nRF Secure Immutable Bootloader

The nRF Secure Immutable Bootloader (NSIB), previously also known as B0 or b0, is a secure bootloader built and maintained by Nordic Semiconductor. It is specifically tailored for the immutable bootloader architecture of a secure boot chain. It can verify and boot a second-stage bootloader or application while providing a persistent and reliable Root of Trust (RoT).

See Secure bootloader chain for more information about the full bootloader chain.


Currently, the NSIB does not support performing firmware updates over the SMP transport. If the application using the NSIB requires SMP-based firmware updates, such as Bluetooth® LE DFU, include MCUboot as a second-stage bootloader.


The NSIB supports the following development kits:

Hardware platforms


Board name

Build target

nRF9160 DK




nRF5340 DK




nRF52 DK




nRF52840 DK




nRF52833 DK




nRF21540 DK




The NSIB can only boot images that enable the firmware information module, see the Firmware information module.


The NSIB implements a simple and reliable Root of Trust (RoT) for a secure boot chain:

  1. Locks the flash memory.

    To enable the RoT, it locks the flash memory address range containing itself and its configuration using the hardware available on the given architecture.

    For additional details on locking, see the Hardware flash write protection driver.

  2. Selects the next slot in the boot chain.

    The next stage in the boot chain can either be an application or another bootloader:

    • When the next stage is an application, you can allocate one or two slots for it.

    • When the next stage is a second-stage bootloader, two slots are always used.

    Each slot has a version number, and the bootloader will select the slot with the latest version.

    For more information about creating a second stage bootloader, see Adding an upgradable bootloader.

  3. Verifies the next stage in the boot chain.

    The next image has metadata containing the full public key that corresponds to the private key used to sign the firmware. This public key is checked against the provisioned hashes of public keys to determine if the image is valid.

    All public key hashes at lower indices than the matching hash are permanently invalidated at this point. You can use this mechanism to decommission broken keys.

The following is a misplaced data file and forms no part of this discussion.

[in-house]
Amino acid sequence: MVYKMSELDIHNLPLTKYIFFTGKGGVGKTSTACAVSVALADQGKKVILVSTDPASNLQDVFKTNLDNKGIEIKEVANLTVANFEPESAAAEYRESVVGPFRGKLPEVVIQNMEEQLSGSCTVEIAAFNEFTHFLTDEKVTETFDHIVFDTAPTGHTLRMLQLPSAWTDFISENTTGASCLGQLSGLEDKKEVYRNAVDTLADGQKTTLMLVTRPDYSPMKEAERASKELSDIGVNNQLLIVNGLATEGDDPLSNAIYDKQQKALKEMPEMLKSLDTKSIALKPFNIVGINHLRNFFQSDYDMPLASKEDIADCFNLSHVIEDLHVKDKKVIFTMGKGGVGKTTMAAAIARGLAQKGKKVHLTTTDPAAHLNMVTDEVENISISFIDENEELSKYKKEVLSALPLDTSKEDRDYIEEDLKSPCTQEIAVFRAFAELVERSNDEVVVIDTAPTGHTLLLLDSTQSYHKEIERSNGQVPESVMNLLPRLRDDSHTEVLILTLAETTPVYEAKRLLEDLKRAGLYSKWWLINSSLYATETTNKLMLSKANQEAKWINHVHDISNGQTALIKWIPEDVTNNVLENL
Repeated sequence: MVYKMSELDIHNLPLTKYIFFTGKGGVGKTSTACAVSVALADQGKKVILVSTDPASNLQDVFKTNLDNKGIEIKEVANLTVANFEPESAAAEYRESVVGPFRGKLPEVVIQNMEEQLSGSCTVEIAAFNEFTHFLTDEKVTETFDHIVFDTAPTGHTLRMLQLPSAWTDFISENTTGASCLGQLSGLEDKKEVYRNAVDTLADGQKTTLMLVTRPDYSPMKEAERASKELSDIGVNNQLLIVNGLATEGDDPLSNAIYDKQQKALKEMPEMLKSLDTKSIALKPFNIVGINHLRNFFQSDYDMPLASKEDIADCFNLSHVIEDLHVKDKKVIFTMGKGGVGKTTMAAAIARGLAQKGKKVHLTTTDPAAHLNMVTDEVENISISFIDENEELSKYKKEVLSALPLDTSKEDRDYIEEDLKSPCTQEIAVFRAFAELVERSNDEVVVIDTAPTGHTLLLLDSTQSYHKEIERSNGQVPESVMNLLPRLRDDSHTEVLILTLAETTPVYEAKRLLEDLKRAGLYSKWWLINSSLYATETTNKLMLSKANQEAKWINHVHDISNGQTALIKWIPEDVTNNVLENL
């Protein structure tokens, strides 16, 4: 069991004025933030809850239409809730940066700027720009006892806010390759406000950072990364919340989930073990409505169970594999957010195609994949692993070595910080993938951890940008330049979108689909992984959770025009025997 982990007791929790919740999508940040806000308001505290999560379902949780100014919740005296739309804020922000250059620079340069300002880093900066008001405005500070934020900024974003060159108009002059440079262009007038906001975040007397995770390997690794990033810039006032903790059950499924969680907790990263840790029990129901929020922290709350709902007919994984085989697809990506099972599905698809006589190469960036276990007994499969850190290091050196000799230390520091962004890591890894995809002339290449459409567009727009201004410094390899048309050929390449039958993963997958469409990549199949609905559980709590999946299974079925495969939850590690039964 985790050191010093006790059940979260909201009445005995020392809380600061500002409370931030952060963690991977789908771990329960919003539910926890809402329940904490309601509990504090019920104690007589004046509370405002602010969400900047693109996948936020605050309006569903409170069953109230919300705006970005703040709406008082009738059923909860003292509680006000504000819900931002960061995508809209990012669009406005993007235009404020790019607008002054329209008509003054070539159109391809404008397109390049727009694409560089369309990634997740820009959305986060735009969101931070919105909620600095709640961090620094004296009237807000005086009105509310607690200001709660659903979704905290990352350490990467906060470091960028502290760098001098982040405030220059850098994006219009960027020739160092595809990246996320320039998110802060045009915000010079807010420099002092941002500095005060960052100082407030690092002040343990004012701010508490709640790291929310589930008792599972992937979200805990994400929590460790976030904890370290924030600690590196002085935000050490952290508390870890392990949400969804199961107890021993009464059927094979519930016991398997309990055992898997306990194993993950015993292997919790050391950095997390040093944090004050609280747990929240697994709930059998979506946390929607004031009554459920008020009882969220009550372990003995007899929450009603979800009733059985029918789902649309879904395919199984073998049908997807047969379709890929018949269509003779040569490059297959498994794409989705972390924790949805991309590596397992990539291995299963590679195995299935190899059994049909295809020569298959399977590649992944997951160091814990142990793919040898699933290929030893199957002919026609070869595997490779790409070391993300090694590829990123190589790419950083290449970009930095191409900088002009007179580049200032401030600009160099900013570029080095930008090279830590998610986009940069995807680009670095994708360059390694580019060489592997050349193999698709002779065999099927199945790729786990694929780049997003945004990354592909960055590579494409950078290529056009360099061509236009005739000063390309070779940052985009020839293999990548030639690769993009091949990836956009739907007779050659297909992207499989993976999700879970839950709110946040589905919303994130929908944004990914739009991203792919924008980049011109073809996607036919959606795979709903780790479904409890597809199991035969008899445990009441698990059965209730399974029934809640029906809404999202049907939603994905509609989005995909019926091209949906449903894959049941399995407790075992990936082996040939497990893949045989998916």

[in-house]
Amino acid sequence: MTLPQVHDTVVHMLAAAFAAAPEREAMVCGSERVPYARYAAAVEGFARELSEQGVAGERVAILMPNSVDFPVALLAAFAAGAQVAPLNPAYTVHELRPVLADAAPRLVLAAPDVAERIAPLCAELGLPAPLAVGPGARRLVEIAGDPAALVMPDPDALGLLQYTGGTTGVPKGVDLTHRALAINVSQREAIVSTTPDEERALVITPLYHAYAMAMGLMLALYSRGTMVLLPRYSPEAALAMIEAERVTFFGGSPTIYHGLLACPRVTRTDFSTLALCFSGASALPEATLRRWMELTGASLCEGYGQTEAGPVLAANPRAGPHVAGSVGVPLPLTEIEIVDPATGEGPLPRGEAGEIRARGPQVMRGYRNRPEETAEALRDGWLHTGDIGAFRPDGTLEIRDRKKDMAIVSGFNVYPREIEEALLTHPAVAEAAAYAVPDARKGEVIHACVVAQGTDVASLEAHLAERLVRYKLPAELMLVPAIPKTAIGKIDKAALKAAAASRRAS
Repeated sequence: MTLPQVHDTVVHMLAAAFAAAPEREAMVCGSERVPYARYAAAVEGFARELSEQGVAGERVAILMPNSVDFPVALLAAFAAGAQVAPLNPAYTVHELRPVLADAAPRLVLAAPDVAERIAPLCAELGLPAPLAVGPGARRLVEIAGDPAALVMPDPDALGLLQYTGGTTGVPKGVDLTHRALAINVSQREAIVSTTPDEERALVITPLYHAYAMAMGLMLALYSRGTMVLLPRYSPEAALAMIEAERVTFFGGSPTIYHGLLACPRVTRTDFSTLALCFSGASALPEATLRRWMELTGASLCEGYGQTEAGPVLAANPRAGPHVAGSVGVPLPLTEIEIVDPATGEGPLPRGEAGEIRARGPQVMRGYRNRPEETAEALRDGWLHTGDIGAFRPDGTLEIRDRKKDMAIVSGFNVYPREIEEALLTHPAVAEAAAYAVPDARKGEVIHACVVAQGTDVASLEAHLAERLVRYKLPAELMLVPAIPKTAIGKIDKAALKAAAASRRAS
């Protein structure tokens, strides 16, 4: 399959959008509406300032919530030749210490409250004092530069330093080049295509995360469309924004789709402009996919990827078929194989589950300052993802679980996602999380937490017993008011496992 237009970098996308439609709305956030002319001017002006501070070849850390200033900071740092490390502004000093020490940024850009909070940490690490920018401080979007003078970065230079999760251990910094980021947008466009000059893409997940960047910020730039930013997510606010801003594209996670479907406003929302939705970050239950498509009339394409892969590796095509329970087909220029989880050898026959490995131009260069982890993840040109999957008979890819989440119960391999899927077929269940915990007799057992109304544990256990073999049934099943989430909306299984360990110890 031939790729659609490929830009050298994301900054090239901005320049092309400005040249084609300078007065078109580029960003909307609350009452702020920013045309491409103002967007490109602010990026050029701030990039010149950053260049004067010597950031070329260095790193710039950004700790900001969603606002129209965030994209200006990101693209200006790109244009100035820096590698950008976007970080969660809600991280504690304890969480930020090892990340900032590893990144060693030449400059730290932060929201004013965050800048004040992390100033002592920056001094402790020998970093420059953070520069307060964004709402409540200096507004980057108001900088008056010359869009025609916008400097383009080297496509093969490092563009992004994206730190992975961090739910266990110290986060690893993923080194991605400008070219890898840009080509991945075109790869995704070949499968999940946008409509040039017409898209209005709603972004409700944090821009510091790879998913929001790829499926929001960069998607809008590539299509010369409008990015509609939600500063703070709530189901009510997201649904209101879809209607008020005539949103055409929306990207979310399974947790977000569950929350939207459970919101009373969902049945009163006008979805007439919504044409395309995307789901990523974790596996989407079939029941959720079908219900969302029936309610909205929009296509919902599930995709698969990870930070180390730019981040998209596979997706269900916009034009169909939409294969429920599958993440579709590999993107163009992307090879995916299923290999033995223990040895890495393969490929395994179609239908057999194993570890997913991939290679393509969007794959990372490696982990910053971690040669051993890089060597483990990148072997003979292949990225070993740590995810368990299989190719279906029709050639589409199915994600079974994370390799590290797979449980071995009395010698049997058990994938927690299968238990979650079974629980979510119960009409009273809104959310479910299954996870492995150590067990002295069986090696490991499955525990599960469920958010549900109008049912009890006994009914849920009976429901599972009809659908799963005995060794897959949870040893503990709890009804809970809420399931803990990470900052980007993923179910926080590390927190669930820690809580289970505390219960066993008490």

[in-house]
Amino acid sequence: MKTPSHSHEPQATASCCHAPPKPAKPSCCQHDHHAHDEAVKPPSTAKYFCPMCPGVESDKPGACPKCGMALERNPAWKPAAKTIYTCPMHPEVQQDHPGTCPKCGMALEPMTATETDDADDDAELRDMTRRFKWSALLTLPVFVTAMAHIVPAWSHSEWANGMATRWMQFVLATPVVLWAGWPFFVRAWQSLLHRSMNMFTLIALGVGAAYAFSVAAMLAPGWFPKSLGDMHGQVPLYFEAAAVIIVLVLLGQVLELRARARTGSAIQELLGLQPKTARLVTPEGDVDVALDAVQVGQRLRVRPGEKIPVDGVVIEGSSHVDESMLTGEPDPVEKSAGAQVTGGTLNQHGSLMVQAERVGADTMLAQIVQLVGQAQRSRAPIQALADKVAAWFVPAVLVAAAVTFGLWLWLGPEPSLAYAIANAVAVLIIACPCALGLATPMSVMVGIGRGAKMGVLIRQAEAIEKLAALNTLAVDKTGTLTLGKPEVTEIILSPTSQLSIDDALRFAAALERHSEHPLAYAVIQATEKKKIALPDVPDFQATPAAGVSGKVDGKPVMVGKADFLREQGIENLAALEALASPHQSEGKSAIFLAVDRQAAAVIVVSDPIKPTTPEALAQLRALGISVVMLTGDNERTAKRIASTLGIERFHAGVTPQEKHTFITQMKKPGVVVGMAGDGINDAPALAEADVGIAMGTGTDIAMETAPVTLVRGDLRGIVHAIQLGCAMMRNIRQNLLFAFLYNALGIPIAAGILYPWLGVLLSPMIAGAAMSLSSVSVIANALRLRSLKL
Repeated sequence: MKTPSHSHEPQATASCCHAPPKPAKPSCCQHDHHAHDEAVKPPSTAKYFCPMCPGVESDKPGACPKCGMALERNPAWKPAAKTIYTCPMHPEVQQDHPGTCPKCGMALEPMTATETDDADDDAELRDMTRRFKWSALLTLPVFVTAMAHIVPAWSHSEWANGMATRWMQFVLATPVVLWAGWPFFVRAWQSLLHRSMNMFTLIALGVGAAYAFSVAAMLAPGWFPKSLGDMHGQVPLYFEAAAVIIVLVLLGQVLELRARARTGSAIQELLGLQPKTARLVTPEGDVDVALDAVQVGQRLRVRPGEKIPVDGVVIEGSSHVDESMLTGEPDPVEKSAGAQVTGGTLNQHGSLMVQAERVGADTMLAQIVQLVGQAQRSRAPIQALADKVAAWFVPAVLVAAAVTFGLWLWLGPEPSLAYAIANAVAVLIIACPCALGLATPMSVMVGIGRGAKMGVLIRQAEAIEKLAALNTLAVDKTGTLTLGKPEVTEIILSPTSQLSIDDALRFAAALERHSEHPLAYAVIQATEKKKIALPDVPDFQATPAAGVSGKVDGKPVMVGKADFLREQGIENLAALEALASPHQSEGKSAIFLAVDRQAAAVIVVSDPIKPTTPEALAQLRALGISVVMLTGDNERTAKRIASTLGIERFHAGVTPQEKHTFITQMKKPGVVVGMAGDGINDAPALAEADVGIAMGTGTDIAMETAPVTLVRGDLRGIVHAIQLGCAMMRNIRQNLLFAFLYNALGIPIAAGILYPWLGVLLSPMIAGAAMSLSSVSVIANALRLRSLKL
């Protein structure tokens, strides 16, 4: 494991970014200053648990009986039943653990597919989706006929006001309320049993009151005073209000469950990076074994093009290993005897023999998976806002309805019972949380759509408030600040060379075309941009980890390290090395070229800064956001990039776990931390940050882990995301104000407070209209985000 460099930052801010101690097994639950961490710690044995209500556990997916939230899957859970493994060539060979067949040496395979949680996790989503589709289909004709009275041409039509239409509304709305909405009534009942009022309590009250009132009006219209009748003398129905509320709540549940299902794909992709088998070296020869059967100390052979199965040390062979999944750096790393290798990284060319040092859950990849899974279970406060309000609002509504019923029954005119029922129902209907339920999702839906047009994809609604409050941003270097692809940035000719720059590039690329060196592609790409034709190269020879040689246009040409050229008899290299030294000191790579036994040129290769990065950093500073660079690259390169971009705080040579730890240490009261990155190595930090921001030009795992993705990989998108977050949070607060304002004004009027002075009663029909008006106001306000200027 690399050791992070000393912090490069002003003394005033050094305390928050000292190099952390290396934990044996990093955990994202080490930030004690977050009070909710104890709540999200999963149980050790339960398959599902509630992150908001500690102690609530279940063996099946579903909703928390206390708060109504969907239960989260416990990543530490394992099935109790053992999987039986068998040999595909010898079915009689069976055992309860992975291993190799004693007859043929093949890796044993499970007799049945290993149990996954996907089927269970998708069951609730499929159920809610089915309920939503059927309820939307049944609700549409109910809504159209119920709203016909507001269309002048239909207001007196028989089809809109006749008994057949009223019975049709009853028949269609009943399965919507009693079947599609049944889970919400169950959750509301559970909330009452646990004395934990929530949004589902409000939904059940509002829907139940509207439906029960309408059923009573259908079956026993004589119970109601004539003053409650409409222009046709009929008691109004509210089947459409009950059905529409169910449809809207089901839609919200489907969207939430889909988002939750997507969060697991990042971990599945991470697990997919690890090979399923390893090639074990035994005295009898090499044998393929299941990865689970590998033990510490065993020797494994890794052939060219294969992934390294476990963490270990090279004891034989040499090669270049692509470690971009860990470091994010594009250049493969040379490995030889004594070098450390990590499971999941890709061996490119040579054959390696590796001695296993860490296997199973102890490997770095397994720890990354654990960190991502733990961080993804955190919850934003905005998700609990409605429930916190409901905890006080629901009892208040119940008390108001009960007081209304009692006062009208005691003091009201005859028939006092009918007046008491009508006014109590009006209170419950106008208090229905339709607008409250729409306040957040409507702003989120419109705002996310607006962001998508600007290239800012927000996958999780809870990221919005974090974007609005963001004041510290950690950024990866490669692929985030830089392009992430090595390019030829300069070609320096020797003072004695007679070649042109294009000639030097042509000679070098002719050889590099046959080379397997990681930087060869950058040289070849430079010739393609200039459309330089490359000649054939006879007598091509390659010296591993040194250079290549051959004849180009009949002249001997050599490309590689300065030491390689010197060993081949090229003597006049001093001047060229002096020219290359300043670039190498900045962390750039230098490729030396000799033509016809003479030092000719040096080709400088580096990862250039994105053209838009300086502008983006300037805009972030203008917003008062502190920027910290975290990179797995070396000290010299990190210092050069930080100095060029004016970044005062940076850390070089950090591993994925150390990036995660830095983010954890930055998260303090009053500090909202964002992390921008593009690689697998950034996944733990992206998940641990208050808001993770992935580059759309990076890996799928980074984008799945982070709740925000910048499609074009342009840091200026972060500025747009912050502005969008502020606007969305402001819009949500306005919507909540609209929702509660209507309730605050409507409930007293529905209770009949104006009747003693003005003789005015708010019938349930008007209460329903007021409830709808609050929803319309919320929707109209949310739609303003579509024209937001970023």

4. Boots the next stage in the boot chain.

    All peripherals that have been used are reset and the next stage is booted.

  5. Shares the cryptographic library.

    The NSIB shares some of its functionality through an external API (EXT_API).

    For more information on the process, see Bootloader crypto. For more information on EXT_API, see External APIs.


The public key hashes are not compiled with the source code of the NSIB. Instead, they must be written to the device in a process called provisioning.

The hashes are automatically generated by the build system based on the specified private key and the additional public keys.

By default, the hashes are placed directly into the NSIB HEX file and then automatically provisioned when the HEX file is programmed to the device.

However, in a more realistic manufacturing process, you can program the NSIB HEX file and the HEX file containing the hashes separately, using the Python scripts located in the scripts/bootloader folder.

In either case, the NSIB accesses the provisioned data at run time using the Bootloader storage library.

OTP regions

The one-time programmable (OTP) region is a special region of the User Information Configuration Registers (UICR) that only allows flash memory writes in half-word lengths, and only when the target half-word has the value of 0xFFFF.

On the SoCs that support an OTP region, such as the nRF9160 and nRF5340, the provisioned data is held in the OTP region instead of the internal flash memory.

Because of these design constraints, the following limitations apply: